Popular Fiction by Women, 1660-1730

Popular Fiction by Women Popular Fiction by Women gathers together for the first time a representative selection of shorter fiction by the most successful women writers of the period from Aphra Behn the first impor

  • Title: Popular Fiction by Women, 1660-1730
  • Author: Paula R. Backscheider John J. Richetti
  • ISBN: 9780198711377
  • Page: 147
  • Format: Paperback
  • Popular Fiction by Women 1660 1730 gathers together for the first time a representative selection of shorter fiction by the most successful women writers of the period, from Aphra Behn the first important English female professional writer, to Penelope Aubin and Eliza Haywood, who with Daniel Defoe dominated prose fiction in the 1720s The texts included were among the besPopular Fiction by Women 1660 1730 gathers together for the first time a representative selection of shorter fiction by the most successful women writers of the period, from Aphra Behn the first important English female professional writer, to Penelope Aubin and Eliza Haywood, who with Daniel Defoe dominated prose fiction in the 1720s The texts included were among the best selling titles of their time, and played a key role in the expanding market for narrative in the early eighteenth century Crucial to the development of the longer novel of manners and morals that emerged in the mid eighteenth century these novellas have been much neglected by literary historians but now with the impetus of feminist criticism they have been re established as an essential chapter in the history of the novel in English and are widely studied Though strikingly varied in narrative format and purpose, ranging as they do from the erotic and sensational to the sentimental and pious, they offer a distinct fictional approach to the moral and social issues of the age from a female standpoint.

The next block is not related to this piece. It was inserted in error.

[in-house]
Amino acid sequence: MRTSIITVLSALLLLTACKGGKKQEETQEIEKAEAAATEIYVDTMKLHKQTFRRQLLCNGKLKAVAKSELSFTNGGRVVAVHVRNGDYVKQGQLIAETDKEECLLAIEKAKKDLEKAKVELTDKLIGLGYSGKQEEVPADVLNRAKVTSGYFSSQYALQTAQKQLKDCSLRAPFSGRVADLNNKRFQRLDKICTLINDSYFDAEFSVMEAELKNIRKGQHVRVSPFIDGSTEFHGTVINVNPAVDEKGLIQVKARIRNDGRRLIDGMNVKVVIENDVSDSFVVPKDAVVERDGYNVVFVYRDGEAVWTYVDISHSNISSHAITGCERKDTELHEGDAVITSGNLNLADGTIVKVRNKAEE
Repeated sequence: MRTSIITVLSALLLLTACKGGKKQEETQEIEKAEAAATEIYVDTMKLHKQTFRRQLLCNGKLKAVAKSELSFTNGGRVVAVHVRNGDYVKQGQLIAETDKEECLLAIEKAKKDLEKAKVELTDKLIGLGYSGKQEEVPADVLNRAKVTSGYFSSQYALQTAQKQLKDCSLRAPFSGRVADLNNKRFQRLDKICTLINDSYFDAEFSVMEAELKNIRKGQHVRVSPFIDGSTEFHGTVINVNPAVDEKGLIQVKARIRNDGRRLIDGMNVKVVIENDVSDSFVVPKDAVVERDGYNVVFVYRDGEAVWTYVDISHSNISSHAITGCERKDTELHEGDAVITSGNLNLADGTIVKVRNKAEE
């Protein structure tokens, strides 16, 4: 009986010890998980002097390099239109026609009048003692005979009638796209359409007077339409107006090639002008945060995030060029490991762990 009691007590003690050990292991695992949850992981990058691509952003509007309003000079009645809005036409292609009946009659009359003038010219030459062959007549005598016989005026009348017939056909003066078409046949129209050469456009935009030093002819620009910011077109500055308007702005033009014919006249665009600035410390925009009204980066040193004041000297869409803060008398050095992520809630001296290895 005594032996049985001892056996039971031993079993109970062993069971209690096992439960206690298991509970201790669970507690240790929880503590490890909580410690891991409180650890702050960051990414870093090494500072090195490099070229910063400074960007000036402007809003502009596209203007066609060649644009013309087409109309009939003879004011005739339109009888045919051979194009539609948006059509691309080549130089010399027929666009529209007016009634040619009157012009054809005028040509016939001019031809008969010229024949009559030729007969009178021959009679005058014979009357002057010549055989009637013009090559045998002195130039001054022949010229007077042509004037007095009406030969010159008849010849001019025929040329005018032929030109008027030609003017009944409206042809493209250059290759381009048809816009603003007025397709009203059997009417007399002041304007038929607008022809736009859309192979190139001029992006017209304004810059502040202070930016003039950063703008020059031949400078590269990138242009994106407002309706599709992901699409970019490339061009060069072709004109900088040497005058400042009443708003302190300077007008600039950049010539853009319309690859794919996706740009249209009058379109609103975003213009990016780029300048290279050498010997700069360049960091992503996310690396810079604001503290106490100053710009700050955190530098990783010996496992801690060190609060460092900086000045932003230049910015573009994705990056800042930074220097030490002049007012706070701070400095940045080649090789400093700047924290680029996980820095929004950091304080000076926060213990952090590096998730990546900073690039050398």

One thought on “Popular Fiction by Women, 1660-1730”

    1. This is a fun anthology for all of you who're desperately interested in the novel of 1660-1730, which of course is most of you. Right? The best thing about it being, it's a great refutation of the Defoe --> Richardson --> Fielding school of thought in terms of the development of the novel. There were blockbuster novelists in the early 1700s, writing what people wanted to read, which was mostly romance and high adventure (and pirate attacks!). And those novelists were largely women. Defoe a [...]

    2. This is a fascinating anthology of short works of fiction by popular female authors from the time period listed. It's really interesting to see what women were writing, to whom those writings were directed, and how that informs future works of fiction.

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